A few months ago, I went to the doctor and received some news which changed my life. Although it wasn’t unexpected, I cried for a solid half hour after finding out and telling my friends and family was one of the hardest things I’ve ever done. It wasn’t cancer, it isn’t even (for me) life threatening, but it was a confirmation of something I’d been trying to hide from for months. I’d been diagnosed with depression. The doctor prescribed me some antidepressants and sent me on my way without so much as a kind word, and I was terrified. I’ve known several people who are or have been on that kind of medication – what one might term ‘shit that messes with your head’ – and their experiences have been almost uniformly negative. I was hoping for a bit of counselling, sitting on a nice squashy sofa with a cup of tea whilst a bearded man asked me how I was feeling (this did actually happen, but not until later), or some lifestyle advice, electric shock therapy, leeches, even just to be told to man up and deal with it would have been better than the news that my brain is so badly configured I have to take addictive drugs, maybe forever, to try and correct it.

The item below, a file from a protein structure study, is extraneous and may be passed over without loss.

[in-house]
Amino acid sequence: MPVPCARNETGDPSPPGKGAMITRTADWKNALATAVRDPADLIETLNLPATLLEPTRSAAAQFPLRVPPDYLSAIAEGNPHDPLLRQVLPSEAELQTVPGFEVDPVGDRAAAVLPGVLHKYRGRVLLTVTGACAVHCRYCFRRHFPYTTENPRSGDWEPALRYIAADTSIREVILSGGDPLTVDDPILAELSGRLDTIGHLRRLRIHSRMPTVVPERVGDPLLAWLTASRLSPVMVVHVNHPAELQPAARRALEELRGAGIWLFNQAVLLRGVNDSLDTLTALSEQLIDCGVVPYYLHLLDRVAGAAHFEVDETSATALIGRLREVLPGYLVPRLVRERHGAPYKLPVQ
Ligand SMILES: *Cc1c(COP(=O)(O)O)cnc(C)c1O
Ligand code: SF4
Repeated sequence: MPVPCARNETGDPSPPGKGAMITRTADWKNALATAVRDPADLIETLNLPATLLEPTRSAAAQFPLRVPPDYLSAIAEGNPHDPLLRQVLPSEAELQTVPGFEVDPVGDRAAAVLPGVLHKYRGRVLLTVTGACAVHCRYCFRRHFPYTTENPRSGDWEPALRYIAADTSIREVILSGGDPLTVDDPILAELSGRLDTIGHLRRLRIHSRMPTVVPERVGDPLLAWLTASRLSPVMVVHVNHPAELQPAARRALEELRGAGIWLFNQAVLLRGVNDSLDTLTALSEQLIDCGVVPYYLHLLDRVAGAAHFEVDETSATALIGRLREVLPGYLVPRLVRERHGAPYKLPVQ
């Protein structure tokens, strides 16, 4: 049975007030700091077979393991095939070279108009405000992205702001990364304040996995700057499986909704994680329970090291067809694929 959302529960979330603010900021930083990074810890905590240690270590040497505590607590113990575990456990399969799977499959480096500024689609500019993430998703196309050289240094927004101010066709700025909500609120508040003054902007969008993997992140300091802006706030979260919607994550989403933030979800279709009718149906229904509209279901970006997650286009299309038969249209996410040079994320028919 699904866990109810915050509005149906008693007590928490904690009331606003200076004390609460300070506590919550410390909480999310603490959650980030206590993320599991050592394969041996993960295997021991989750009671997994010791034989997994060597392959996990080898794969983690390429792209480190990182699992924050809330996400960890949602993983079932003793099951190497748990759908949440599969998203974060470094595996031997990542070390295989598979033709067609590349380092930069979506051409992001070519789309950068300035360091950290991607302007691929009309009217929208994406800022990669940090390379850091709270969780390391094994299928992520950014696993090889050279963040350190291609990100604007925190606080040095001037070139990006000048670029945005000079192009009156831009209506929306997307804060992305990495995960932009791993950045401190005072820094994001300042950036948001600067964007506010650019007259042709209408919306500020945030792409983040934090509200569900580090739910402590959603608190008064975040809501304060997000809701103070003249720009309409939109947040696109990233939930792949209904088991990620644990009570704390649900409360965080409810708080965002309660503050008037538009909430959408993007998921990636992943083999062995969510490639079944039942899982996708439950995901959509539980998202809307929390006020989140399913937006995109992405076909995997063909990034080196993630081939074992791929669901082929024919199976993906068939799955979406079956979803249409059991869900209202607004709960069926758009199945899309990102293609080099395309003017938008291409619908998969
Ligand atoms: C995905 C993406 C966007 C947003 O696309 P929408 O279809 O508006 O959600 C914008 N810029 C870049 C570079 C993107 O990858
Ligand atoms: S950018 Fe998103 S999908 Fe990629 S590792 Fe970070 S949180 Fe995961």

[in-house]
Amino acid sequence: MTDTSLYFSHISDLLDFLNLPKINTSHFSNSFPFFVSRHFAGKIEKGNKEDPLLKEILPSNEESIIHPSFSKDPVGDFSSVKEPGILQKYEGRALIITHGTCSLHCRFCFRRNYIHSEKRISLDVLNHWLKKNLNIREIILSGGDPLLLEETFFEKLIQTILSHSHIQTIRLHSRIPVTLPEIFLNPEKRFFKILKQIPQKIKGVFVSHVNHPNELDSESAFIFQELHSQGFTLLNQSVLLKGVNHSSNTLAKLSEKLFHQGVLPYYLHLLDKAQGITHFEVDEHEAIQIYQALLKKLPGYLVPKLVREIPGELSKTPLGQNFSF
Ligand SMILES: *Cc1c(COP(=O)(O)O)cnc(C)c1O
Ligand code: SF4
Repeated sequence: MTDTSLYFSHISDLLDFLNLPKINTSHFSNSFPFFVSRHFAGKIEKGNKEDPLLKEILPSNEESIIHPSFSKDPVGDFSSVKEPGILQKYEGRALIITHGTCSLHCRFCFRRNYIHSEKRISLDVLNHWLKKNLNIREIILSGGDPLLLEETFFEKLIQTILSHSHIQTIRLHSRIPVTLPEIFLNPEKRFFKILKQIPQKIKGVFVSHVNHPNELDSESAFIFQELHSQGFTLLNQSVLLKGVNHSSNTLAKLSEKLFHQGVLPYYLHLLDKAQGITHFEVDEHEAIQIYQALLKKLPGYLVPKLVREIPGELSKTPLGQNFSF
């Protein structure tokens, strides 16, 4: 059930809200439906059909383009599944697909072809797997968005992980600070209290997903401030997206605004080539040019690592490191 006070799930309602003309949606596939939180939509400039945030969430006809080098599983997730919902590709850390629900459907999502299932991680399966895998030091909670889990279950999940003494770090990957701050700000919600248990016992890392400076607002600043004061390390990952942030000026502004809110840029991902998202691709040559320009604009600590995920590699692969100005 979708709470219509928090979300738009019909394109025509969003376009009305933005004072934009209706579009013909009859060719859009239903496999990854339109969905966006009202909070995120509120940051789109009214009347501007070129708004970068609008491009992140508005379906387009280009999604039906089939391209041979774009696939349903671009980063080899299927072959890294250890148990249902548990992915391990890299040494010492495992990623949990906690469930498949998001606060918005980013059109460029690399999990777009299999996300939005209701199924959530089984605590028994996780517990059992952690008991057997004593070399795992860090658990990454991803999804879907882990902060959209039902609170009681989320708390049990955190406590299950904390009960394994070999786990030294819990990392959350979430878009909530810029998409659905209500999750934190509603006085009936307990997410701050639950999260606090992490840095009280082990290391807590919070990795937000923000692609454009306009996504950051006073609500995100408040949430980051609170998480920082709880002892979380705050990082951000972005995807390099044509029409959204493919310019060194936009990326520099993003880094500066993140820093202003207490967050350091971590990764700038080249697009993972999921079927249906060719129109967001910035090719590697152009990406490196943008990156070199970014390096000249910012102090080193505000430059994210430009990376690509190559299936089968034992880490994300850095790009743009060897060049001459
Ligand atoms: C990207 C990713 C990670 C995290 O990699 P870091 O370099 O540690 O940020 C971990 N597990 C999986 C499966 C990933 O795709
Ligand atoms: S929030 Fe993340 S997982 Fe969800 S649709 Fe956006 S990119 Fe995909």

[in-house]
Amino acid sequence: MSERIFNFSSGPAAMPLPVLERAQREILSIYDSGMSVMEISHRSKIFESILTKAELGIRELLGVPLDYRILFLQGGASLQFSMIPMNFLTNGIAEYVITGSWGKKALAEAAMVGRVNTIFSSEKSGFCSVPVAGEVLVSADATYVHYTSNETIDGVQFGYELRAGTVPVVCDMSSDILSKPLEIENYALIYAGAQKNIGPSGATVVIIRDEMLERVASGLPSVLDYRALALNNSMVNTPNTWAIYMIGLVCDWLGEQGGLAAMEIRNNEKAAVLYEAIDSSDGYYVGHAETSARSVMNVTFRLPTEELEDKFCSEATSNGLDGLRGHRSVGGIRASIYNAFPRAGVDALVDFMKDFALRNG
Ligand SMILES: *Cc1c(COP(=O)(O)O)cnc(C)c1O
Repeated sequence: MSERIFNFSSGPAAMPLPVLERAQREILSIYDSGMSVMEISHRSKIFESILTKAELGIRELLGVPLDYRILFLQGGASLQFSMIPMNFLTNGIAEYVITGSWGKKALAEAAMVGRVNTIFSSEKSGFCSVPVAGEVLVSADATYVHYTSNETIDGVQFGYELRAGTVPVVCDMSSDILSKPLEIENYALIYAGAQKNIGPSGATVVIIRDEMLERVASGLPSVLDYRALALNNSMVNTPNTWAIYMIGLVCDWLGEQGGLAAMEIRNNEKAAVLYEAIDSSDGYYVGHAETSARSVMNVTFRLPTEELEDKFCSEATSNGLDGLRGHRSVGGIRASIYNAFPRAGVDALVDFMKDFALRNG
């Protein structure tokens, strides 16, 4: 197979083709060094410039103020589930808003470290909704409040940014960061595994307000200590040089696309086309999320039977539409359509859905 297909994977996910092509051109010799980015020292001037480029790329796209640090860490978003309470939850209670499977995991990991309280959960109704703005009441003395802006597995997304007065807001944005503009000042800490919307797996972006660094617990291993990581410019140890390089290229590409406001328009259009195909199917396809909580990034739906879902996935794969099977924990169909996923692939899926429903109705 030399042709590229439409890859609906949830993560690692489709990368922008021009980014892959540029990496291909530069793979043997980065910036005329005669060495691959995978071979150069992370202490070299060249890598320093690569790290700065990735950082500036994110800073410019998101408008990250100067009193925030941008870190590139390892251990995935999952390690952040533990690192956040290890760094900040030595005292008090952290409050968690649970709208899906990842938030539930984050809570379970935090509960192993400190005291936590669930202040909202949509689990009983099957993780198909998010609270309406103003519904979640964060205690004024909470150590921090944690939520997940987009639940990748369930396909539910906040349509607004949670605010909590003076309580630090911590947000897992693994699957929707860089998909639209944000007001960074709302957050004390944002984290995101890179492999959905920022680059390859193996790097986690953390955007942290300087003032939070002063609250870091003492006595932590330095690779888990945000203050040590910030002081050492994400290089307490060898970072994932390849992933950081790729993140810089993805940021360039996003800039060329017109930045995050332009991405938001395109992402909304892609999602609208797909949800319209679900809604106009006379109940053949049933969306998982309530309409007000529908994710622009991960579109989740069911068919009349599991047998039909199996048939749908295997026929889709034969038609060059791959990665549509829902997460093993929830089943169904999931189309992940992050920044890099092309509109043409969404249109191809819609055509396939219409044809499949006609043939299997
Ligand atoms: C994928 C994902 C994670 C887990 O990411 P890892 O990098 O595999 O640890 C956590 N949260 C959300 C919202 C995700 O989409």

That’s something of a recurring theme with depression, I’ve found – when someone asks what’s wrong and the only possible answers seem to be ‘nothing’ and ‘everything’, you start to think that anything must be better than this. In my darkest times I’ve even wondered whether something life-threatening might be preferable, because at least then I could think about it clearly. Not only that, but I could explain my thoughts to people without it being awkward or unintelligible – apparently unless you’ve experienced it, the concept of feeling sad, just sad, but not sad about anything, makes no sense. That said, it’s not all doom and gloom – the addictive drugs are actually working and life is much brighter than it used to be, but it still has more than its fair share of clouds. I’m hoping some of this might strike a chord with you or, if not, that I’m at least not making no sense.